The problem of low-income housing is real; however, basic economics tells you that limiting supply drives rental pricing up, not down.
The viability of Breckenridge is entirely based on tourism. People come throughout the year to enjoy the beauty of Breckenridge, its history and its people. If you suddenly limit the number of beds available at any given time, two things happen: Prices for remaining beds go up via supply and demand, and the number of people coming will go down due to fewer beds available and prices being too high to afford. This hurts restaurants, ski and bike rentals, Vail Resorts, retail sales, the housing market and everyone in between.
I don’t believe this is what you desire nor do I believe you wish Breckenridge to become another Aspen, Vail or Telluride. If the city and Vail Resorts sat down to address building low-income apartments together, I believe the problem could be solved with much less pain to the community. I know many businesses, including the town of Breckenridge, are hurting for new employees, and if these workers could live in affordable housing closer to town, I believe the shortage would evaporate.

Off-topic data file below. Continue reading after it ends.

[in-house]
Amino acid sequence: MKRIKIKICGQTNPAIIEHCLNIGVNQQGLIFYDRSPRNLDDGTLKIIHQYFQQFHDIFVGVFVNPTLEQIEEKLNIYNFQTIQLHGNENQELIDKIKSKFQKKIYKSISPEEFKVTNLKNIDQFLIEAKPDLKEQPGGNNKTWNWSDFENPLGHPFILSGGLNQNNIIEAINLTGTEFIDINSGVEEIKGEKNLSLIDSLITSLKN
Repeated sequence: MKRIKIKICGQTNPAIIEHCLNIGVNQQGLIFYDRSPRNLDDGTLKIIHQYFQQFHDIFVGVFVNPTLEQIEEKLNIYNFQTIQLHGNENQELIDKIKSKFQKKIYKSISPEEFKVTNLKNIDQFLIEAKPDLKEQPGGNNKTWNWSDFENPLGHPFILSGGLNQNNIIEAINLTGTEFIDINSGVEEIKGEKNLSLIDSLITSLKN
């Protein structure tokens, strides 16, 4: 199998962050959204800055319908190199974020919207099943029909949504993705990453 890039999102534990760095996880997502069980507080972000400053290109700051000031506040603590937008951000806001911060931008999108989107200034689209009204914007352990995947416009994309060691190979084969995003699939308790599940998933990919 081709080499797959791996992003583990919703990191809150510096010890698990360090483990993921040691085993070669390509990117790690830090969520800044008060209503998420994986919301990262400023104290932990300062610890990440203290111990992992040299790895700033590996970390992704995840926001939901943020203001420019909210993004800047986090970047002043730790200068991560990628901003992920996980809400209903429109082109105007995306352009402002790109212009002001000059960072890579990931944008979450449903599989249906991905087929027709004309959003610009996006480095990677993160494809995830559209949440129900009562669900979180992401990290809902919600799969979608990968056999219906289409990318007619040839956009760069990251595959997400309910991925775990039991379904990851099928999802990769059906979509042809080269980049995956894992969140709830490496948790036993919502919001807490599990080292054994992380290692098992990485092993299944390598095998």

We’ve been coming to Breckenridge for many years and love it. We just recently purchased a house in the historic district that we plan on using both summer and winter. But to offset the cost, we plan on renting it short term, as well. Had we known of the looming cap on short-term rentals, we never would have bought, even though we have a short-term rental license. Your actions will devastate the real estate market, but not to the point that local workers would be able to afford housing.
Please use some common sense, consult economists and think the whole process through before blindly crashing ahead.